Online transactions make up less than 1% of the overall retail market in South Africa according to Enst & Young. Although this is extremely low when compared with the UK, where online shopping constitutes 14% of retail sector purchases, this number is escalating at an impressive year-on-year rate according to latest MasterCard Worldwide Online Shopping Survey.
I just returned from a meeting with one of my clients, a major player in the automotive industry, who has an integration between SAP R/3 and Salesforce. Every day they send flat file extracts from both systems to an external agency to perform data matching. This got me thinking, why not add a small data quality, or customer data management, component into your integration workflow, to do this automatically rather than going to an external agency?
I’ve previously stressed the business value of data and process integration, not only for improving process efficiency but also to enable enterprise mobility. However, I’d like to explain why data quality and Master Data Management is a key component of any data integration or enterprise mobility project.
With 25% of companies believing their data is inaccurate, 91% suffering from common data quality issues, and up to 12% of revenue being wasted just because of poor data quality, this looks like a small step that can have a significant impact on the business.
Recently I’ve been thinking about a trend in mobile apps, which seem to be moving away from the “user interface (UI) first” approach that has dominated websites and mobile apps to date. Rather, it seems that advancing technologies are making the UI subordinate to an overall user experience (UX) which includes not only the graphical interface but also the back end connectivity, performance and reliability. Further, between improving voice input, haptic feedback and small, wearable devices, the screen is becoming a less significant part of how we interact with mobile apps.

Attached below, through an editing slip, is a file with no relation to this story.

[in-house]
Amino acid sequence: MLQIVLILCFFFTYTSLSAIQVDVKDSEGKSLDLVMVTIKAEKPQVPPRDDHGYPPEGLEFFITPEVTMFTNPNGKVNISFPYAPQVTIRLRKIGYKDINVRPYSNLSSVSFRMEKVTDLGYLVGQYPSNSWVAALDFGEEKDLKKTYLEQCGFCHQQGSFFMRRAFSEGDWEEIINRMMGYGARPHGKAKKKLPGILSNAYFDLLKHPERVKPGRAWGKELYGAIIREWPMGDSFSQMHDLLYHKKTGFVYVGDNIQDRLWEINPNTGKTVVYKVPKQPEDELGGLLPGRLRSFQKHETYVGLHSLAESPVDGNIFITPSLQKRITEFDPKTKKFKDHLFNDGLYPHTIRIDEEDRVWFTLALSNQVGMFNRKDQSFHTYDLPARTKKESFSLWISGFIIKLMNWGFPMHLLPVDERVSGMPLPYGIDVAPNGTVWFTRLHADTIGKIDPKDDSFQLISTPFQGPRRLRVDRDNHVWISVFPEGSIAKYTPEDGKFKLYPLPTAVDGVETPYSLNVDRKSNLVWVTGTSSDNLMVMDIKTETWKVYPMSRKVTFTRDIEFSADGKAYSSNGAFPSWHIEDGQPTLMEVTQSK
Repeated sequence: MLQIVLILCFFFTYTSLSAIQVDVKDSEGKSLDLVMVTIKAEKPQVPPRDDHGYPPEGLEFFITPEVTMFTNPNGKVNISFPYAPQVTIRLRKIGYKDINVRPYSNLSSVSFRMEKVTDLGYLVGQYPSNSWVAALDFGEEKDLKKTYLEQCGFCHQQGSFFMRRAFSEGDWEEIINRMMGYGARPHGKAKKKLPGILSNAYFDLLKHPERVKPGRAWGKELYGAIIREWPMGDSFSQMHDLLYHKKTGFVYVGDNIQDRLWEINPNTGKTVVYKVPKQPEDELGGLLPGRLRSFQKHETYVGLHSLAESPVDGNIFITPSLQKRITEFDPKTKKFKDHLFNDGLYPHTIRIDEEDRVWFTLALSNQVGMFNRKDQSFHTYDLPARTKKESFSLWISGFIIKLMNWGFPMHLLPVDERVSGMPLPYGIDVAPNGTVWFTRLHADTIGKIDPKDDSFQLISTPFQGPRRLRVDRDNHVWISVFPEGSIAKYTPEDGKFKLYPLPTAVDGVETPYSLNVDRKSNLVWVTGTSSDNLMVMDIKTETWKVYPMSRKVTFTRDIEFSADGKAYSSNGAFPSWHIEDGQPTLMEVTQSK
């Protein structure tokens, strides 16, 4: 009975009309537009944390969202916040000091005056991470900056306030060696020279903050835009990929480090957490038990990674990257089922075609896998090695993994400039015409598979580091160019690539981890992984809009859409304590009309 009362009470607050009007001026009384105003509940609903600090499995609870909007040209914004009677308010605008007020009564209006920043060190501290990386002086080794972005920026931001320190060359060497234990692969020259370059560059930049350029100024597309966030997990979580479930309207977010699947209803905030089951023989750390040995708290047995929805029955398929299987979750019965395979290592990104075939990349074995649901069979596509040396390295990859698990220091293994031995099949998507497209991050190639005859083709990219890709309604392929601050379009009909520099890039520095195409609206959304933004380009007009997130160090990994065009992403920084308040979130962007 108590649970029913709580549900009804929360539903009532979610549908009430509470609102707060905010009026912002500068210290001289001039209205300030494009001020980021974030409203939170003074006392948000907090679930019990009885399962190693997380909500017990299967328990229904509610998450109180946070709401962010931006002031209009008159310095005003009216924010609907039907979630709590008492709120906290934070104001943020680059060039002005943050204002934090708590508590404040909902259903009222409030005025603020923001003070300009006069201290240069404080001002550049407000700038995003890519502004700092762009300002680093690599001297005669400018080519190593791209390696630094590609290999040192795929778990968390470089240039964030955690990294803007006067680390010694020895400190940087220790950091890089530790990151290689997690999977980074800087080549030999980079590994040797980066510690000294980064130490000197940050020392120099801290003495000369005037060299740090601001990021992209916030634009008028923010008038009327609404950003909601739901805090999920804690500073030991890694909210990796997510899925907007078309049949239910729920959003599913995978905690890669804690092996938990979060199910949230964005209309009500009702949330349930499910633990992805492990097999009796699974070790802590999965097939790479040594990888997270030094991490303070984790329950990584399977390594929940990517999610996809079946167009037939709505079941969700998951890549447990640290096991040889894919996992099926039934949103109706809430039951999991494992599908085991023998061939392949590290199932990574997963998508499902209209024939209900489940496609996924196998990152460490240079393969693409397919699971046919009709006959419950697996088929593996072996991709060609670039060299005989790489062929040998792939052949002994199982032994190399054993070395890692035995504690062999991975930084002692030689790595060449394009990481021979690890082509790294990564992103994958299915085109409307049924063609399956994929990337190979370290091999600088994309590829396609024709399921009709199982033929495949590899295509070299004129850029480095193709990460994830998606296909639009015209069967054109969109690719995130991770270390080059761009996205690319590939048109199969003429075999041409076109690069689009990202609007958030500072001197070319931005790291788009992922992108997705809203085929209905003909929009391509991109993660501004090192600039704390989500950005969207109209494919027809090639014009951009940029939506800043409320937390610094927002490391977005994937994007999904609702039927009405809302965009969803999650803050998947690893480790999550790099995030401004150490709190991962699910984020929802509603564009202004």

I believe there is a very interesting intersection between how we will use mobile apps and how we will develop them in the future: apps will become more about actionable notifications than destinations; and we will develop them using pre-written components as much as possible rather than custom coding.
I recently wrote about my experiences with Google Glass, a device I've had for a few months now. For all the potential applications the device has, I find that the one I use most is Google Now, which isn't a traditional mobile app at all. Google Now runs mostly in the background, keeping track of my calendar, location, local traffic and so on, and just pops up occasionally to keep me aware of what I need to do.
I also recently watched the launch of the new Moto X, and was fascinated that it has a voice co-processor (like the M7 and M8 motion co-processors in the iPhone 5S and 6) which uses very little battery and is always on, always listening, allowing you to communicate with your phone without pressing buttons. Add a Bluetooth headset and you greatly increase the range at which you can communicate with your phone... and of course a smartwatch could also use this. Between Glass and Google Now, Moto X and its chip, and the Internet of Things I think we can start to see where the future is going.
Big Data is one of the most widely-hyped buzzwords of the tech industry, and that means there is a lot of hype and misunderstanding. Worse, concepts like “data science” are constantly thrown around, making this emergent technology appear like black magic to the business leaders who could benefit from it. This post aims to cut through the hype to help you understand what Big Data is and its relevance to your business.
This year I have worked with my customers on several business intelligence (BI) projects, and from what I have seen, the key to making these systems effective for the business is to go further than they allow on their own.
Business intelligence systems are excellent at presenting information in a way that lets the user make informed decisions, but you unlock far more business value by making the data actionable, allowing the user to kick off business processes based on the information. This turns business intelligence from a dashboard into a control panel for the business.